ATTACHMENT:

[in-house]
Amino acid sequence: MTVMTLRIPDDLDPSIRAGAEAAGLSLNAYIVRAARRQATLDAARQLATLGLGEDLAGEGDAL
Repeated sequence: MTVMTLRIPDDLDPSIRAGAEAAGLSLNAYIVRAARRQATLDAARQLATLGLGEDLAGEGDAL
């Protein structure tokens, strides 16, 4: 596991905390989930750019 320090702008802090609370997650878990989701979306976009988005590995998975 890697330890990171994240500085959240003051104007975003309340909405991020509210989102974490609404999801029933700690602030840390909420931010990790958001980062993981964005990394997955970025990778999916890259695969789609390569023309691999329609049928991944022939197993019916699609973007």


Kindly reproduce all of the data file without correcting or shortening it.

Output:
[in-house]
Amino acid sequence: MTVMTLRIPDDLDPSIRAGAEAAGLSLNAYIVRAARRQATLDAARQLATLGLGEDLAGEGDAL
Repeated sequence: MTVMTLRIPDDLDPSIRAGAEAAGLSLNAYIVRAARRQATLDAARQLATLGLGEDLAGEGDAL
């Protein structure tokens, strides 16, 4: 596991905390989930750019 320090702008802090609370997650878990989701979306976009988005590995998975 890697330890990171994240500085959240003051104007975003309340909405991020509210989102974490609404999801029933700690602030840390909420931010990790958001980062993981964005990394997955970025990778999916890259695969789609390569023309691999329609049928991944022939197993019916699609973007």